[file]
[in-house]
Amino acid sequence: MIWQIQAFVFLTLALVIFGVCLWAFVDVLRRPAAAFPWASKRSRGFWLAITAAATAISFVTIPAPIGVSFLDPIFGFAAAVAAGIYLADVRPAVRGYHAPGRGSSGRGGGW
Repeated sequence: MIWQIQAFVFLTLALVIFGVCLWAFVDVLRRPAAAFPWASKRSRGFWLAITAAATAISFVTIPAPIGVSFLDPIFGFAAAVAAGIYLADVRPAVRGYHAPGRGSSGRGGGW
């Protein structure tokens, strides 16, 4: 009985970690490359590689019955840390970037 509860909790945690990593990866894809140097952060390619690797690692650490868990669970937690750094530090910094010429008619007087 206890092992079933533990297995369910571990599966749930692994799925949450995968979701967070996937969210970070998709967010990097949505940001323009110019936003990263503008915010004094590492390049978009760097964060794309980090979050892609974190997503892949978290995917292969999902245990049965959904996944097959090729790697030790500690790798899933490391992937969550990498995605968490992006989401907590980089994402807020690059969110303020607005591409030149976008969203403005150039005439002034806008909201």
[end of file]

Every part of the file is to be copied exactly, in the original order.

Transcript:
[in-house]
Amino acid sequence: MIWQIQAFVFLTLALVIFGVCLWAFVDVLRRPAAAFPWASKRSRGFWLAITAAATAISFVTIPAPIGVSFLDPIFGFAAAVAAGIYLADVRPAVRGYHAPGRGSSGRGGGW
Repeated sequence: MIWQIQAFVFLTLALVIFGVCLWAFVDVLRRPAAAFPWASKRSRGFWLAITAAATAISFVTIPAPIGVSFLDPIFGFAAAVAAGIYLADVRPAVRGYHAPGRGSSGRGGGW
């Protein structure tokens, strides 16, 4: 009985970690490359590689019955840390970037 509860909790945690990593990866894809140097952060390619690797690692650490868990669970937690750094530090910094010429008619007087 206890092992079933533990297995369910571990599966749930692994799925949450995968979701967070996937969210970070998709967010990097949505940001323009110019936003990263503008915010004094590492390049978009760097964060794309980090979050892609974190997503892949978290995917292969999902245990049965959904996944097959090729790697030790500690790798899933490391992937969550990498995605968490992006989401907590980089994402807020690059969110303020607005591409030149976008969203403005150039005439002034806008909201």